SLS and Orion: March 2017 Archives

Keith's note: The NAC Human Exploration and Operations Committee is meeting today. After an hour the telcon has no functional audio so no one really knows what Bill Gerstenmaier is saying. But he posted these charts. Not sure why we need this deep space habitat, whether there is still a #JourneyToMars or a pivot to #BackToThe Moon. Why NASA is chronically unable to do a simple telecon is just baffling. I did them from a cold tent at Everest Base camp at 17,600 feet in 2009 over a BGAN satphone many times a day.

New report: NASA spends 72 cents of every SLS dollar on overhead costs, Ars Technica

"... according to a new report published by the nonpartisan think tank Center for a New American Security, NASA has spent $19 billion on rockets, first on Ares I and V, and now on the SLS. Additionally, the agency has spent $13.9 billion on the Orion spacecraft. The agency hopes to finally fly its first crewed mission with the new vehicles in 2021. If it does so, the report estimates the agency will have spent $43 billion before that first flight, essentially a reprise of the Apollo 8 mission around the Moon.

... The new report argues that, given these high costs, NASA should turn over the construction of rockets and spacecraft to the private sector. It buttresses this argument with a remarkable claim about the "overhead" costs associated with the NASA-led programs."

Keith's note: $43 billion in one dollar bills would stretch 4,166,700 miles or 17 times the distance to the Moon. Just sayin'.

House Science Committee Hearing: The ISS after 2024: Options and Impacts

Mr. William Gerstenmaier, Associate Administrator for Human Exploration and Operations, NASA
Dr. Mary Lynne Dittmar, Executive Director, Coalition for Deep Space Exploration"

Keith's 16 March note: Notice that there are only two witnesses. The first witness is NASA's AA for government human space activities. The second witness is the mouthpiece for large aerospace companies who build the big things that the first witness wants to build. No representation whatsoever has been offered to the commercial sector (SpaceX, Blue Origin etc.) that is supposed to be a partner with NASA in the utilization of space.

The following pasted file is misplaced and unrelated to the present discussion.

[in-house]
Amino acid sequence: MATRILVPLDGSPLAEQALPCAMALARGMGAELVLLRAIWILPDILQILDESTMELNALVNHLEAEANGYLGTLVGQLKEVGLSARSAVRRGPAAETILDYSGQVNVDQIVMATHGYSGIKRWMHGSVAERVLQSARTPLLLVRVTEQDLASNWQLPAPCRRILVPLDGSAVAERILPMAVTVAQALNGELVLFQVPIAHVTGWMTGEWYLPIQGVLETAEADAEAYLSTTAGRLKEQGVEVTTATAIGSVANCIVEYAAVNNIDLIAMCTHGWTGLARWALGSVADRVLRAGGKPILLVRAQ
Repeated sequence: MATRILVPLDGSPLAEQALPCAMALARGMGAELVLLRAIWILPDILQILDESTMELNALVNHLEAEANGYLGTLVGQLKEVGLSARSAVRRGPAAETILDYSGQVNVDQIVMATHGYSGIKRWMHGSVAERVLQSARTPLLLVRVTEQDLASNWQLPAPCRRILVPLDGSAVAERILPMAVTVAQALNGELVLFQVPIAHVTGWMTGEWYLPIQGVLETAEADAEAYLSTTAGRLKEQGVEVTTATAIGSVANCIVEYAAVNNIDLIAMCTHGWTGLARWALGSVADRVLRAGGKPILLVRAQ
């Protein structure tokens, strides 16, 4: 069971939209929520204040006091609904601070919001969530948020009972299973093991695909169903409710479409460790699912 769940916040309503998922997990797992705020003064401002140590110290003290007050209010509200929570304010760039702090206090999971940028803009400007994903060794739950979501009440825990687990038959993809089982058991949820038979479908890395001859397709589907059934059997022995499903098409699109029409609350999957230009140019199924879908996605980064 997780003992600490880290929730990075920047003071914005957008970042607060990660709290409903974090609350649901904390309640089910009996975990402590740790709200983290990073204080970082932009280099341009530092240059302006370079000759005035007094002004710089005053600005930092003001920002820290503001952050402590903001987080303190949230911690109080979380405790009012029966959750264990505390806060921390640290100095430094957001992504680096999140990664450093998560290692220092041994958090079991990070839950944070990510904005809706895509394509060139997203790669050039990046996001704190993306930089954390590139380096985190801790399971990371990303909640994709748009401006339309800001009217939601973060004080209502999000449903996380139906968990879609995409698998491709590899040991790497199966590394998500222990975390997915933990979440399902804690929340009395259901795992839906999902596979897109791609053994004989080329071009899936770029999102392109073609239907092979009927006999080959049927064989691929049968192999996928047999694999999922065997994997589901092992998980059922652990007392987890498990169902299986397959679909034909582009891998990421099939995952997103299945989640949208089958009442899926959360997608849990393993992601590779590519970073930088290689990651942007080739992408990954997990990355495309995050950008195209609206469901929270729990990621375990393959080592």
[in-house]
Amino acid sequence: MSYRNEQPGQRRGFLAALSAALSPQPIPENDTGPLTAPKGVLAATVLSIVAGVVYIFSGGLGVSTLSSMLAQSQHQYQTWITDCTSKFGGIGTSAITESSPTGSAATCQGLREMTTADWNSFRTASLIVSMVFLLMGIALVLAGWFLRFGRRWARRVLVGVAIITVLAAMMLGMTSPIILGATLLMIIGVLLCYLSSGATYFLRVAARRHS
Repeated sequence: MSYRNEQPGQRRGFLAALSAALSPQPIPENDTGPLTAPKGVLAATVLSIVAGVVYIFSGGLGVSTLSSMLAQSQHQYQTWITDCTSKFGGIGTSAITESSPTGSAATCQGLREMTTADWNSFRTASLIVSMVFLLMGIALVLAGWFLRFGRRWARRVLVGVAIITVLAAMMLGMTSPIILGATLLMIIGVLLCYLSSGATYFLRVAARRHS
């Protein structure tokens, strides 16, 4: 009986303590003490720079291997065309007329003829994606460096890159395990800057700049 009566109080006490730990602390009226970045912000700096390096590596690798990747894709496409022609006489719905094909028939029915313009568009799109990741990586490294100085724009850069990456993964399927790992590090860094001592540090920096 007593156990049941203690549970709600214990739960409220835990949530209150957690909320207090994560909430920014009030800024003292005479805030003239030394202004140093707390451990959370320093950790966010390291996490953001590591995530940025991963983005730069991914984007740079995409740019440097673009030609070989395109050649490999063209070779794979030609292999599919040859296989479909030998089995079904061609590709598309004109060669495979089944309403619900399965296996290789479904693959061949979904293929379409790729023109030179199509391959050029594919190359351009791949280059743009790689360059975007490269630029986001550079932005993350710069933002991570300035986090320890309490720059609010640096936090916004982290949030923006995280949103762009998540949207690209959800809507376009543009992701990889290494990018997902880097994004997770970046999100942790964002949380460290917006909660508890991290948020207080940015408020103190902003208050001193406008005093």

Maybe Congress is afraid to hear what the private sector is going to do without NASA's help.

Keith's 20 March update: The witness list has been revised to include:

"Mr. Eric Stallmer, President, Commercial Spaceflight Federation
Dr. Robert Ferl, Distinguished Professor and Director of the Interdisciplinary Center for Biotechnology Research, University of Florida"

Blue Origin's new engine isn't good enough for some congressmen, Ars Technica

"At the end of February, two US representatives, Mike Rogers of Alabama and Mac Thornberry of Texas, decided to push a little harder. On February 28, they sent a letter to Lisa Disbrow, the acting secretary of the US Air Force, and James MacStravic, who is performing the duties of the undersecretary of defense for acquisition, technology, and logistics. In addition to reiterating a desire that ULA continue to fly a second rocket, the Delta IV Heavy, the letter urges the Pentagon officials to be skeptical about the BE-4 engine. ... Although both Rogers and Thornberry are members of the House Armed Services Committee, it is difficult to avoid ascribing at least some political motives to the letter. In January, Aerojet Rocketdyne said it would produce the AR1 rocket engine in Huntsville, Alabama, creating 100 new jobs near NASA's Marshall Space Flight Center. Already, another Huntsville company, Dynetics, has become a subcontractor for the engine's main propulsion system. (A spokesman for Rogers didn't not reply to a request for comment)."